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Europe's most sophisticated criminals

The Provisional IRA has forged an alliance with a network of criminal gangs on the British mainland in a multi-million pound cigarette and fuel smuggling racket, it was claimed yesterday. A former head of the Special Branch in Belfast said links were built while IRA members and British gangsters were in high-security jails. The BBC reported allegations that the IRA was involved in the laundering of hundreds of millions of pounds, some of which was reinvested in elaborate schemes to bring illicit fuel and tobacco into the UK. Ian Pearson, the Northern Ireland security minister, told BBC Radio 4's File On Four that the Provisionals were now "perhaps the most sophisticated organised criminal grouping to be found anywhere in Europe, possibly anywhere in the world".

The report comes as the IRA is under pressure over its alleged involvement in crime, from the 26 million Northern Bank raid in Belfast to money-laundering in the Republic of Ireland and the murder of Robert McCartney. File On Four quoted police and Customs sources on both sides of the Irish border as saying that the Provisionals were involved in a "significant percentage" of cigarette and fuel smuggling in the UK, much of it originating in south Armagh. The IRA use some of Britain's criminal gangs as a distribution network for tobacco on which no duty has been paid, it was claimed. And they employ expert techniques to "launder" fuel on an industrial scale, removing the marker dyes from low-tax diesel intended for agricultural or central-heating use, in order to allow it to be used illicitly by road vehicles. Irish Customs last month intercepted fuel tankers bound for Liverpool from Dublin docks that had been disguised as trailers carrying timber in order to conceal their illegal cargo, the programme reported.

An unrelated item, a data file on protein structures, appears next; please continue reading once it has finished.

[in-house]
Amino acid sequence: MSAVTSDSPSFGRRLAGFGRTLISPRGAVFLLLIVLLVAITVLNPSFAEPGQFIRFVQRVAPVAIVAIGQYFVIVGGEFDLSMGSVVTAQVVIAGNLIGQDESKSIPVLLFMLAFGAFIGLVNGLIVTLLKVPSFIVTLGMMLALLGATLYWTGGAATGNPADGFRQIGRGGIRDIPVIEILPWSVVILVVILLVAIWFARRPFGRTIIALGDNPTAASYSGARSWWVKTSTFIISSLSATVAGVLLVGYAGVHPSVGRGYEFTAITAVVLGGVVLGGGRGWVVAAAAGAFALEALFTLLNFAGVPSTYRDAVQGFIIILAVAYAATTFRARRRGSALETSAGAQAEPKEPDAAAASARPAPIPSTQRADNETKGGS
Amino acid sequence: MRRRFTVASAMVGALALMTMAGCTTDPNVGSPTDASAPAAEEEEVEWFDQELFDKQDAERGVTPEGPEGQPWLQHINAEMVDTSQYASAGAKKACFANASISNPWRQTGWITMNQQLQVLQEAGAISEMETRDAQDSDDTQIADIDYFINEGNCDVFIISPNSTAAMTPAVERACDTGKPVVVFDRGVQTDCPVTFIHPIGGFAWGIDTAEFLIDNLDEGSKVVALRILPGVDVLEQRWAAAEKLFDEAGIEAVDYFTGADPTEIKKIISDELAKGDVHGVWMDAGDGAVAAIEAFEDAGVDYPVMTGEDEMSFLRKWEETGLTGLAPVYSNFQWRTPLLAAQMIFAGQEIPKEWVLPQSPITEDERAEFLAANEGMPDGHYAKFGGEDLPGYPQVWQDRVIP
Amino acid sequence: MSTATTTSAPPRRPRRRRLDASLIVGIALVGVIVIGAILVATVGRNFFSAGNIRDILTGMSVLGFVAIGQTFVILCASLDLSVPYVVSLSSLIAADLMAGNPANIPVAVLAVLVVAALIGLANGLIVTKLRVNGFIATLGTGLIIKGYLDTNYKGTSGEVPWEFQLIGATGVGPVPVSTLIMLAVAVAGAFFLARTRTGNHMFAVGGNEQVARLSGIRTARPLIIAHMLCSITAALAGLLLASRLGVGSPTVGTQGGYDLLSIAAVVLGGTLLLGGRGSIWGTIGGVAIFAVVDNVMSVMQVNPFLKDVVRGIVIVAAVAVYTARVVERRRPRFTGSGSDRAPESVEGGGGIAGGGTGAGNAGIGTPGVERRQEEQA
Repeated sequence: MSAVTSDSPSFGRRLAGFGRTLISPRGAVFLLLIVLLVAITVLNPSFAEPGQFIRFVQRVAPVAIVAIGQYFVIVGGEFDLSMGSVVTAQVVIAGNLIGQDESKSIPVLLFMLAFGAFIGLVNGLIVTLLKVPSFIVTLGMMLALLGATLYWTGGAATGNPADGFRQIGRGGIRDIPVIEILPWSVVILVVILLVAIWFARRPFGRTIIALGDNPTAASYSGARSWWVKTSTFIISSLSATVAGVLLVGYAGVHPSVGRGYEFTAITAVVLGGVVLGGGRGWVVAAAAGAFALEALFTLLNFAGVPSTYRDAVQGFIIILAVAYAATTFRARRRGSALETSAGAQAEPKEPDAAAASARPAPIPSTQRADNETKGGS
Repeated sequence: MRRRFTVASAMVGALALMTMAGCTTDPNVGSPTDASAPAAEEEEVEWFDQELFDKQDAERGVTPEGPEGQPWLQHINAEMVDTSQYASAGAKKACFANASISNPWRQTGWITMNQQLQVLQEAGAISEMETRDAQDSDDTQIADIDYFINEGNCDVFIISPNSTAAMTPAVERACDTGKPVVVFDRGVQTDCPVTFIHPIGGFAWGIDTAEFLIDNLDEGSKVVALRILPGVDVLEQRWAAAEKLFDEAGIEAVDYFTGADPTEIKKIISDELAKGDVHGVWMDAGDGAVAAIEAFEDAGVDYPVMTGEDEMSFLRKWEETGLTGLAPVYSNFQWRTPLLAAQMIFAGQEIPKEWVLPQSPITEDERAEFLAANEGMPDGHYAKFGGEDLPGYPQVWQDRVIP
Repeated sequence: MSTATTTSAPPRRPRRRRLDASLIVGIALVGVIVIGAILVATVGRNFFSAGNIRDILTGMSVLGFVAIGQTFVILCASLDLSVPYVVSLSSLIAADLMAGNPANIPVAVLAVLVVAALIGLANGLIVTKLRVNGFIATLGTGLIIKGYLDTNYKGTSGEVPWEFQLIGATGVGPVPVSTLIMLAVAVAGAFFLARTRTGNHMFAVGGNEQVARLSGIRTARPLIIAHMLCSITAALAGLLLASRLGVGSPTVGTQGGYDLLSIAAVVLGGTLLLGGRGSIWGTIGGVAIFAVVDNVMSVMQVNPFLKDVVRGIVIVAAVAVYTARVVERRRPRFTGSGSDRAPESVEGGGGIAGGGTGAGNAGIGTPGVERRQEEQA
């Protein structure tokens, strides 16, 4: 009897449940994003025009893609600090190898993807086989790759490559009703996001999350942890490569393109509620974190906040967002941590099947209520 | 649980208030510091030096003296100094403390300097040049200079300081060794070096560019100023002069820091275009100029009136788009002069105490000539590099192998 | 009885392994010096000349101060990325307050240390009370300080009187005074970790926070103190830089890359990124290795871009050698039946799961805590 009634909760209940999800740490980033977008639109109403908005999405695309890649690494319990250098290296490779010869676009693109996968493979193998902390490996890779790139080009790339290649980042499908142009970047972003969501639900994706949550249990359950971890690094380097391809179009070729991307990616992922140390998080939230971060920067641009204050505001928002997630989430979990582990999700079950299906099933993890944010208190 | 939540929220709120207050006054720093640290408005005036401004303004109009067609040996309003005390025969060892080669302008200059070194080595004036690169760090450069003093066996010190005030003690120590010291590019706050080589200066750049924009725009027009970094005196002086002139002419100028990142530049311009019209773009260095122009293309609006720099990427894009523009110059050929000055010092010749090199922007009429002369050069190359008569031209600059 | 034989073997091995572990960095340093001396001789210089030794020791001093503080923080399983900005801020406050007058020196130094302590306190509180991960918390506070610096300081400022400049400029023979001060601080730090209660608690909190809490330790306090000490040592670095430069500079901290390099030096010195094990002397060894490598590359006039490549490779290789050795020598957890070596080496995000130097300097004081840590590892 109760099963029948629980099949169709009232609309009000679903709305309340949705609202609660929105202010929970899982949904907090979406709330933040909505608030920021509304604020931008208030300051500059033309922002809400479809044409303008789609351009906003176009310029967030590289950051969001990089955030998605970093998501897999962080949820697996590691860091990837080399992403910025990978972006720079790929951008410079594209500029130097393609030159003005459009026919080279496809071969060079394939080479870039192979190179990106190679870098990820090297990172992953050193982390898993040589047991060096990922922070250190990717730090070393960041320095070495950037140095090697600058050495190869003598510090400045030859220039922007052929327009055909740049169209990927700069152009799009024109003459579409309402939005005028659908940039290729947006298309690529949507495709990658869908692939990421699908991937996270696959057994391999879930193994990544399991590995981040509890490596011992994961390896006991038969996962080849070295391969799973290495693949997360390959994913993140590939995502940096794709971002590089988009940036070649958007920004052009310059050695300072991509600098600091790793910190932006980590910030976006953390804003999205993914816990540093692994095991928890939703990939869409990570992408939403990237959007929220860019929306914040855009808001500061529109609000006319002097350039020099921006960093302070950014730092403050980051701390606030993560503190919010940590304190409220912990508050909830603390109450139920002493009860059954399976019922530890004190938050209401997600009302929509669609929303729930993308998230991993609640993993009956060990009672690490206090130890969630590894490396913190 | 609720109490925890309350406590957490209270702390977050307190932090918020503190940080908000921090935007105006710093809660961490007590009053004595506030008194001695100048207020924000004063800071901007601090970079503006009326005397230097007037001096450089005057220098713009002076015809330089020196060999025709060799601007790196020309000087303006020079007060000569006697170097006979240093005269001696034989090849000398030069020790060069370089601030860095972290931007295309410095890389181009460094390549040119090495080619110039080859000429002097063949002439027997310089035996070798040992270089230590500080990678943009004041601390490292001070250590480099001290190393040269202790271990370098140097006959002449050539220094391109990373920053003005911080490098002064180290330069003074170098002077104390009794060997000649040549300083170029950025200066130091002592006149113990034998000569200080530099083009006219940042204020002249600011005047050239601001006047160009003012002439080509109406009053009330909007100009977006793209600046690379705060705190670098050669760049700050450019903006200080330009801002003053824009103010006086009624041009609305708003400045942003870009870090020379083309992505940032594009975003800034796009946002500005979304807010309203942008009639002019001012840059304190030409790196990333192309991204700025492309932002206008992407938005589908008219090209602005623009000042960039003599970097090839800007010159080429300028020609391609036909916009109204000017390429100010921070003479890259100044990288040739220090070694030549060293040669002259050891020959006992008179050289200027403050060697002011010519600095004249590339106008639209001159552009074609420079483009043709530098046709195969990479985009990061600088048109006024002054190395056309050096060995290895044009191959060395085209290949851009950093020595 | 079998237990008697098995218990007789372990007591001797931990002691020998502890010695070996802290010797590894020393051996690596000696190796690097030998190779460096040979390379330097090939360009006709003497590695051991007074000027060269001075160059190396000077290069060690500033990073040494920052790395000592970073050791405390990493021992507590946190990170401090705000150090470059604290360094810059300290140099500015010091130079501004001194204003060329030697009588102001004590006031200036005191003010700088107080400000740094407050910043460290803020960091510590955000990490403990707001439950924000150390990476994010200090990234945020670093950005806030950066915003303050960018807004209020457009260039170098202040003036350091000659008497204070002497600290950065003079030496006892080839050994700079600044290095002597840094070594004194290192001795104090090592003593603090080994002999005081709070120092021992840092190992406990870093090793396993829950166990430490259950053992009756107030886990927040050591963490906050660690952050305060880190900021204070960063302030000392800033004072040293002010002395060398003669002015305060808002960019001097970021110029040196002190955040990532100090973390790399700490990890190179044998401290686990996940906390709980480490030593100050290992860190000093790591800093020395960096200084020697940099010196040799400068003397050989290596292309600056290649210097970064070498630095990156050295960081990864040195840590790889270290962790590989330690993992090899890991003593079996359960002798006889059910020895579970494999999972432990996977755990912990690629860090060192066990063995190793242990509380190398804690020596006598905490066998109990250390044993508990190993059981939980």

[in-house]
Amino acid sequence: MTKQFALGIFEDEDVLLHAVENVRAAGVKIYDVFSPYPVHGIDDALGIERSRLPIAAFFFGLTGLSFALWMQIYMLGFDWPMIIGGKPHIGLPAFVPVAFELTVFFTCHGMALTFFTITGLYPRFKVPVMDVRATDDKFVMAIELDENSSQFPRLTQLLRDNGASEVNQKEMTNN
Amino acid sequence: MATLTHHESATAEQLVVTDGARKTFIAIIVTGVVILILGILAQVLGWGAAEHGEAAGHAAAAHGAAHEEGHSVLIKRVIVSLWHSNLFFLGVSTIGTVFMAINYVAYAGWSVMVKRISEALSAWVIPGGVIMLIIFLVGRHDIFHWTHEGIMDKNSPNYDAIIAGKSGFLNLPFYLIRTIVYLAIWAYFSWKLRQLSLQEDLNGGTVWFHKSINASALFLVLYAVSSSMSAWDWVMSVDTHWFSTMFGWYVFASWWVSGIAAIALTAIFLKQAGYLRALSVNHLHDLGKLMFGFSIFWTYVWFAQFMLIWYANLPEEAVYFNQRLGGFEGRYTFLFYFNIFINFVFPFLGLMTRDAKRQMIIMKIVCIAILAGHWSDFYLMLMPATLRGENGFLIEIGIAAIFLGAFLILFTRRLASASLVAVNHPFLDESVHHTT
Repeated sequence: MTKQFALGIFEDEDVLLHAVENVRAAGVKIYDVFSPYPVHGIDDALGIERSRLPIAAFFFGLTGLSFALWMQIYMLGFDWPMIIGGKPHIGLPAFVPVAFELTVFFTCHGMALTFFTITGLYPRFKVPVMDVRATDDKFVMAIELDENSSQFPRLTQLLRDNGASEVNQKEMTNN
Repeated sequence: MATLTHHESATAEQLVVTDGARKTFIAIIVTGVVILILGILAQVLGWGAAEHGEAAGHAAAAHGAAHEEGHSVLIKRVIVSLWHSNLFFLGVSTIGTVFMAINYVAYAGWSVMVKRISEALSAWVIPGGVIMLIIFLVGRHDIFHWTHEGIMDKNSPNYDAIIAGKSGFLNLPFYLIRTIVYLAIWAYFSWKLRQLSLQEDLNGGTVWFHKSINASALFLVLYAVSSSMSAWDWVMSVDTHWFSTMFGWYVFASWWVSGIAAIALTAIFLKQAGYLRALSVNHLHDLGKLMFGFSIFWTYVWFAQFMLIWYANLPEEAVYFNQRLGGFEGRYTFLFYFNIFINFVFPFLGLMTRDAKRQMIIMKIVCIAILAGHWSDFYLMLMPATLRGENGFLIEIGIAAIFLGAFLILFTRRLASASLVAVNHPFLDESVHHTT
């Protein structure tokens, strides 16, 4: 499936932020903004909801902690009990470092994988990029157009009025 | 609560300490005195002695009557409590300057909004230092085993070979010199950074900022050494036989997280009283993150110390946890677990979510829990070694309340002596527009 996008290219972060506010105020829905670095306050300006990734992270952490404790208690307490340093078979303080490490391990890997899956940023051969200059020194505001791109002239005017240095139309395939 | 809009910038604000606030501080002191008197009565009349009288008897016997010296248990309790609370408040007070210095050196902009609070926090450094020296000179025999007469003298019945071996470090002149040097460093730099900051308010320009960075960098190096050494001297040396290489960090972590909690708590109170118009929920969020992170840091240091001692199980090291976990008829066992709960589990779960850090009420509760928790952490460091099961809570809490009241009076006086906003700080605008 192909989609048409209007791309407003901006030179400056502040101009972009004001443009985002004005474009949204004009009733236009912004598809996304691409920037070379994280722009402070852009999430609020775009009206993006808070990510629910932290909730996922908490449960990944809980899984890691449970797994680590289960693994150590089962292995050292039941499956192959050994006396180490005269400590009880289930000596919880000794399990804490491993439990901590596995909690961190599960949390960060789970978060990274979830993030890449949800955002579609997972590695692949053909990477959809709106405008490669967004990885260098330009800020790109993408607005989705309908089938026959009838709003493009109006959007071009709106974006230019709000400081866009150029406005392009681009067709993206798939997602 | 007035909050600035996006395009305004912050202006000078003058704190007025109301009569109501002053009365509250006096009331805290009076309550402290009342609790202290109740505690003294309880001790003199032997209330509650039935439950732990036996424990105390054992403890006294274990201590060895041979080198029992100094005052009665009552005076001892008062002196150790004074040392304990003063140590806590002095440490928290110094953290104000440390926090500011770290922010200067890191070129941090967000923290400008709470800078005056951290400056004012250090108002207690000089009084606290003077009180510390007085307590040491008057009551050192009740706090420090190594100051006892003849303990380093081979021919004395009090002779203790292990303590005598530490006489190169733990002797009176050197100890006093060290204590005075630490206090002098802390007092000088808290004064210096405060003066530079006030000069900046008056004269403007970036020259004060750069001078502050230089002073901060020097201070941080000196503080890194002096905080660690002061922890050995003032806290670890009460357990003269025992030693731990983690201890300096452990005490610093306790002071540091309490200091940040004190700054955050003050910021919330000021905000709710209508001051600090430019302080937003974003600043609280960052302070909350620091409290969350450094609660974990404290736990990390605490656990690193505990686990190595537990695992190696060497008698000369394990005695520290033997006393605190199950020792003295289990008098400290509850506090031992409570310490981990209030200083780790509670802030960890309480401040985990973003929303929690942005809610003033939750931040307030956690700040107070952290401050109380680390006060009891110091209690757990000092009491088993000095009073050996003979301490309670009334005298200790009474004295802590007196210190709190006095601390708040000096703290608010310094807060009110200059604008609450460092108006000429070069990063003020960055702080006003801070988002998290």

It is believed that almost five million litres of fuel are being sent across the Irish Sea by one IRA group alone. Meanwhile, a bureau de change allegedly controlled by the Provos near the border had banked 250 million in suspect cash, some of which was used as "venture capital" to fund criminal activities. Paper trails linked the cash to criminals around the world believed to be involved in cigarette smuggling, it was reported.


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